This is the second in a series of three articles chronicling the impact of the nearly year-long disruption in internet services in the Kashmir region, one of the longest in the world. Part Two looks at how the local economy has been affected.
Musiab Nisar always aspired to be a successful entrepreneur. Despite holding a Master’s degree in Environmental Science, Nisar’s was always keen on creating an independent business.
Barely months after his graduation in October 2018, Nisar started a home-furnishing unit which specialised in manufacturing and supplying modular kitchen sets. To make his offering stand out, Nisar decided to look beyond conventional business models and planned to leverage the internet for sales. He did so by reaching out to his customer base through social media platforms like Facebook and Instagram.
With his personal savings of few lakh rupees and some additional help from his parents, Nisar set his factory unit in Lassipora industrial area, 40-kilometers south of Srinagar, and employed 10 people, most of them of his age group.
“We got an overwhelming response from people. Our sales were going beyond my expectations,” said Nisar, who soon started to expand his operations outside the Kashmir valley. Nisar spent hours attempting to expand his reach online and it paid off. “Internet broke market barriers for me. People from remote places, from different cities and regions, started contacting me,” said Nisar.
In six months, Nisar had to double his workforce to meet surging demand and he then made the decision to further expand his manufacturing unit. “I was earning good profits. I was working more on my market space on the internet and my business was expanding day by day,” he added.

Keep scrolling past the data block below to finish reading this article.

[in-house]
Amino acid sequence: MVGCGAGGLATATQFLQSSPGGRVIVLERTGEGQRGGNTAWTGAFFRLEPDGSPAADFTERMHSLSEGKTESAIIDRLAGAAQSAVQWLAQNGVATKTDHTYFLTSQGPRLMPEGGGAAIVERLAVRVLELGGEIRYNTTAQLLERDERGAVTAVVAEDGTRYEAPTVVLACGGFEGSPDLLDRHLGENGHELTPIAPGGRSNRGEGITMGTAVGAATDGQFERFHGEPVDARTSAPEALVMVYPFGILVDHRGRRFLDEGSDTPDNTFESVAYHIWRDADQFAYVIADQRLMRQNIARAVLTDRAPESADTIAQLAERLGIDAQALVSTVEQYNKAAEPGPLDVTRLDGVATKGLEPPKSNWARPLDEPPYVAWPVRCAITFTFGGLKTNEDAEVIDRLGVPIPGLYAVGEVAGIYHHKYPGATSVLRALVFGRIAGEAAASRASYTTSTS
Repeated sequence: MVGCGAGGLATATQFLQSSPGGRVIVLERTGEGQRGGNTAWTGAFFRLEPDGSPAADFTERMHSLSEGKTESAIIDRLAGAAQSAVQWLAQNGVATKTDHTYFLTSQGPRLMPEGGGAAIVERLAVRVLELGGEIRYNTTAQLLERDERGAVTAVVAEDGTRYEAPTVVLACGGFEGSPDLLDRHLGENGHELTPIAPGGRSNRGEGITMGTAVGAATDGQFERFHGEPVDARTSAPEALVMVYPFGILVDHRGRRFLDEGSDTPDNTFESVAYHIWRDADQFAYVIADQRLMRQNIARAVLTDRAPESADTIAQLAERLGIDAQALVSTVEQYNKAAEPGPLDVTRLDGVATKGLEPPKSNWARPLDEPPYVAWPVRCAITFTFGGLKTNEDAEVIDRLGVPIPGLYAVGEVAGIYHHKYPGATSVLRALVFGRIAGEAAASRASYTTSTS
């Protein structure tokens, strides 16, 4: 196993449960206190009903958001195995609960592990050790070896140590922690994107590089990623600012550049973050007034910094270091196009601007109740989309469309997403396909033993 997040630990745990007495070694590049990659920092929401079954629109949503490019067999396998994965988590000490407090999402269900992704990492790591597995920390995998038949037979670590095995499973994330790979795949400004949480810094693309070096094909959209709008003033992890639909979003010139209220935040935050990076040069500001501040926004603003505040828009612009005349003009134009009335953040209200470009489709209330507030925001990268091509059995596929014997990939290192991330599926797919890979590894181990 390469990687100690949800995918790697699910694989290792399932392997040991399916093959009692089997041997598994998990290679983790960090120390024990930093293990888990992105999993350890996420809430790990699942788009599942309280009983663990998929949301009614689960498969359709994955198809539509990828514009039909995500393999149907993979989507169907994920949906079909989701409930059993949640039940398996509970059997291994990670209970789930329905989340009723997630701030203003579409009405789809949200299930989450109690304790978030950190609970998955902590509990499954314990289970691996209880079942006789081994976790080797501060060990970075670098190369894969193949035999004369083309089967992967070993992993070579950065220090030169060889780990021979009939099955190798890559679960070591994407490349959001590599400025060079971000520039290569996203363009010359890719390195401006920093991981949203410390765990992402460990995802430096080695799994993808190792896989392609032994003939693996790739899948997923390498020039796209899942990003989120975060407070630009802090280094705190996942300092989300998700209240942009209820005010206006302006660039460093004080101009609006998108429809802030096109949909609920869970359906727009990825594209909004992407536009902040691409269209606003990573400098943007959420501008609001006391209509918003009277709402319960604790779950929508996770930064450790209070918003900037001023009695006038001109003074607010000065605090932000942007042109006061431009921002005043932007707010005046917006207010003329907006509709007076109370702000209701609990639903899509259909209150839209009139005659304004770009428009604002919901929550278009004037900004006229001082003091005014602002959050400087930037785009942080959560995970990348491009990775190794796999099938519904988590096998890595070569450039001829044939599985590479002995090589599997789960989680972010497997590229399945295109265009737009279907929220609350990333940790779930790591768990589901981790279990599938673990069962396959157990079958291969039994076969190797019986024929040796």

However, when the union government-imposed a sudden lockdown in Kashmir and blocked internet, cellular and landline connectivity on August 5 — the day region was stripped of its semi-autonomous status — Nisar couldn’t fathom how his business is going to be impacted.
“I thought communication blackout will remain for some days or maybe a few weeks,” said Nisar adding it initially appeared involuntary break for him and his staff. “I didn’t lose my hope. I was ready to keep paying my staff.”
In Kashmir, people had not imagined that they will be passing through one of the world’s harshest communications blackouts. The internet continued to remain shut completely for six months and was restored in a highly restricted manner on January 25. Connectivity was limited to 2G speeds and only 301 government-approved websites could be accessed.
A year down the line, Nisar’s business is no more a success story but on the verge of closure. “For six months I couldn’t sell even a single unit,” said Nisar, who has cut his staff by half but doesn’t know how long he will be able to keep them as well. He is relying on his parents to pay the salaries to the staff. “I don’t know how long they will be able to support me,” he said.
After the 2G internet was resumed in Kashmir, Nisar was hopeful that his business will again take-off. But that has not been the case. “The sales are not even 25 percent of what they used to be earlier. 2G internet is not working for me,” he said.